For almost four weeks, I have had the pleasure of offering a series of workshops in New Zealand. Most of the participants have been educators, although we did have one session in Wellington that attracted over 140 mental health counselors. While I have been impressed by the passion, skill, and dedication of New Zealand educators, that isn’t the thing that has stood out the most as I near the end of my time in this beautiful country.
No. What has impressed me most is how receptive educators here are to the ideas of engaging and inspiring, as opposed to shaping and controlling students. Let me give an example. The other day I presented to a group of principals. At the end of the session, they were given an evaluation form asking them if they were interested in additional training about choice theory and the concepts of internal motivation and control. Every principal wanted to know how to access additional training for their teachers.
If I were to conduct a similar session in the United States, I suspect the majority of principals would be afraid to pursue something that asks them to focus less on control. I’m still sorting through all of this, but here are some initial thoughts. With the heavy emphasis on test scores, AYP, and accountability, US administrators are driven by fear. Even if they are genuinely intrigued by what internal control psychology/choice theory has to offer, they are afraid to try something different. In many cases, the flawed model of external control works well enough. Most schools manage to make AYP. Those few who are declared “in need of improvement” typically manage to coerce enough students into enough compliance to keep the accountability police at bay. The result is that we continue to flounder but we keep afloat – barely.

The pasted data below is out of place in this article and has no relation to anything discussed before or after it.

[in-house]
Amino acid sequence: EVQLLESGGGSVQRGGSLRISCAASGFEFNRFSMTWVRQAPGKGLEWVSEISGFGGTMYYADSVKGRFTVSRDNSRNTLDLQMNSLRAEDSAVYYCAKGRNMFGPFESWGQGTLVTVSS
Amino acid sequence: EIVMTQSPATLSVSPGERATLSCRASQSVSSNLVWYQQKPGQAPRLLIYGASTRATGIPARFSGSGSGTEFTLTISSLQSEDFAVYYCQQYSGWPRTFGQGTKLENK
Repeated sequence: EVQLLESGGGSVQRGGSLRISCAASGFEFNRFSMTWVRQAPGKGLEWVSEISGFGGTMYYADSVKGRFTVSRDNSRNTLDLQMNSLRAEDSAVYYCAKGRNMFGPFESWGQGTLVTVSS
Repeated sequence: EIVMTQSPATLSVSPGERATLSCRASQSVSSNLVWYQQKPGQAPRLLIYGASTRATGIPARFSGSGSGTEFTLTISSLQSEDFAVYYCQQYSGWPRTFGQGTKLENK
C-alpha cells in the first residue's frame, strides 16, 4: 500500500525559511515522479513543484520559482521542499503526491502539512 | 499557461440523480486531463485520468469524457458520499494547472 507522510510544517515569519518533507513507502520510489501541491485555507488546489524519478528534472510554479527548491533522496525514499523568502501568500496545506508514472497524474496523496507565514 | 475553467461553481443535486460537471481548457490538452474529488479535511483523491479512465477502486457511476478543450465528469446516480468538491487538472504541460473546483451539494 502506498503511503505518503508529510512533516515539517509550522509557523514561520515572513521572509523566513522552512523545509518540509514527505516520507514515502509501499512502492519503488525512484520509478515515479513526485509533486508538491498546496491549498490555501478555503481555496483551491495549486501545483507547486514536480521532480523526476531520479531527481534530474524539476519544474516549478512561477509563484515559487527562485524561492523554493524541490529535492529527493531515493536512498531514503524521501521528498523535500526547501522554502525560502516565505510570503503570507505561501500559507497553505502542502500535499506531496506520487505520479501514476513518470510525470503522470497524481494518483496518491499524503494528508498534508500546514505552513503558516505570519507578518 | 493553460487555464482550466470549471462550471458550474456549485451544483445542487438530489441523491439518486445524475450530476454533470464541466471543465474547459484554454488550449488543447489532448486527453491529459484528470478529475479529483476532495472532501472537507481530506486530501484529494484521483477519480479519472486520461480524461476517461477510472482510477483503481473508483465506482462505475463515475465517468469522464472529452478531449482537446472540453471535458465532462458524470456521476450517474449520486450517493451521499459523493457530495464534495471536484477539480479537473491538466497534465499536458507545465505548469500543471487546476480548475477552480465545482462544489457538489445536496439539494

In New Zealand, even with the advent of national standards, there seems to be less fear and coercion in the system. Consequently, school administrators are much more receptive to innovative ideas that will lead to significant school improvement. The educational environment here is remarkably different from the one I am used to. It seems considerably healthier and encourages educators to be creative, innovative, and receptive to new ideas.
As I sort through all I have learned (and continue to learn) from my time here, I am even more appreciative and have even greater admiration for those US administrators who have the courage to face the fear, be truly innovative, and give their teachers and students the opportunity to develop schools that engage and inspire students rather than attempting to shape and control them. They are the exception, they are truly courageous, and it is a pleasure to work with them. You know who you are.